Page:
### c. Error analysis and determination of the required sampling procedures of ground snow depth measurements

Before determining how many point snow depth measurements are needed to achieve a specified SD areal accuracy, it is necessary to understand the error characteristics of satellite-derived SD and ground SD measurements. Data from both SD sources are subject to systematic and nonsystematic or random errors. For ground SD measurements, there might be both systematic and random errors associated with each measurement. Systematic errors from ground-measurement data are attributed to the situation of the ruler and its representativity of the local conditions (Goodison et al. 1981). Ideally, several measurements are needed to produce a representative sample, but such information is usually not available in the cooperative data archive so that inferences about ground systematic errors cannot be made. For satellite SD data, both systematic and random errors are associated with the retrieval algorithm and are referred to as retrieval errors (Bell et al. 1990). Systematic biases are known to exist in relation to vegetation cover and snowpack parameterization of the algorithms. While the quantification of these errors is the focus of ongoing studies (e.g., see Derksen et al. 2003), in general, the error biases are consistent as confirmed by the results in Table 1. For the satellite SD derivations, therefore, we assume a constant systematic error because the study location and the study date each year are constant. In this study, therefore, the error term in both datasets that we use to determine the accuracy achievable from a predefined number of ground SD points is the random error term of the total error.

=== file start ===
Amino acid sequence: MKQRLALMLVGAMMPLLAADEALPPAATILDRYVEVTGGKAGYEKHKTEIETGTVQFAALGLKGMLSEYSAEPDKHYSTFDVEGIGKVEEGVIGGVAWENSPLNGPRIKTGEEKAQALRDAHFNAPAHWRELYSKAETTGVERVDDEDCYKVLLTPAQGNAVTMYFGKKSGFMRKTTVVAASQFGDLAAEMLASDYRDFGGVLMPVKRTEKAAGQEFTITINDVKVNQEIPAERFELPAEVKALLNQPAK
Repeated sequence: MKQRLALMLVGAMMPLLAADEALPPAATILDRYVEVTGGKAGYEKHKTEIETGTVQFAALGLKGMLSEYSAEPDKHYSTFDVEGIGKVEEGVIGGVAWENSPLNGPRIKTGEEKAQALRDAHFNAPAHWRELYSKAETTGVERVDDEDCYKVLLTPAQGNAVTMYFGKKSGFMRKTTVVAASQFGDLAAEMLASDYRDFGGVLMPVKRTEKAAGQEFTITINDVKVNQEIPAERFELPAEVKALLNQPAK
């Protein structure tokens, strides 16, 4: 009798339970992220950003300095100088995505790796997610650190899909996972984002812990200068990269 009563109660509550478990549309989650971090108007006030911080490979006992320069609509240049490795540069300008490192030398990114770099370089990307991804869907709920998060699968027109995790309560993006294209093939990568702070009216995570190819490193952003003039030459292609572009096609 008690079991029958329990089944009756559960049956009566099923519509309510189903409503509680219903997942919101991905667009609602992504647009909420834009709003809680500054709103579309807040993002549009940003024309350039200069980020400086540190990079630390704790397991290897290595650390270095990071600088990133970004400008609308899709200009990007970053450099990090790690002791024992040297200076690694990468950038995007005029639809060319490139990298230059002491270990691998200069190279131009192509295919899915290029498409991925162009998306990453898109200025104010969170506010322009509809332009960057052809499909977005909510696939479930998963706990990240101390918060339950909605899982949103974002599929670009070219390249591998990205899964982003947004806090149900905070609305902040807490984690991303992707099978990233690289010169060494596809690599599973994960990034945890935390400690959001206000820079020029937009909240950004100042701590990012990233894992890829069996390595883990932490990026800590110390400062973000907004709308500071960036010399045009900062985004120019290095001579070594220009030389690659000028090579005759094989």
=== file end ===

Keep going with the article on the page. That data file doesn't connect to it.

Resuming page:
*g*and

*s,*respectively, and it is assumed that there are random errors associated with these estimates. Thus, we can write

*e*and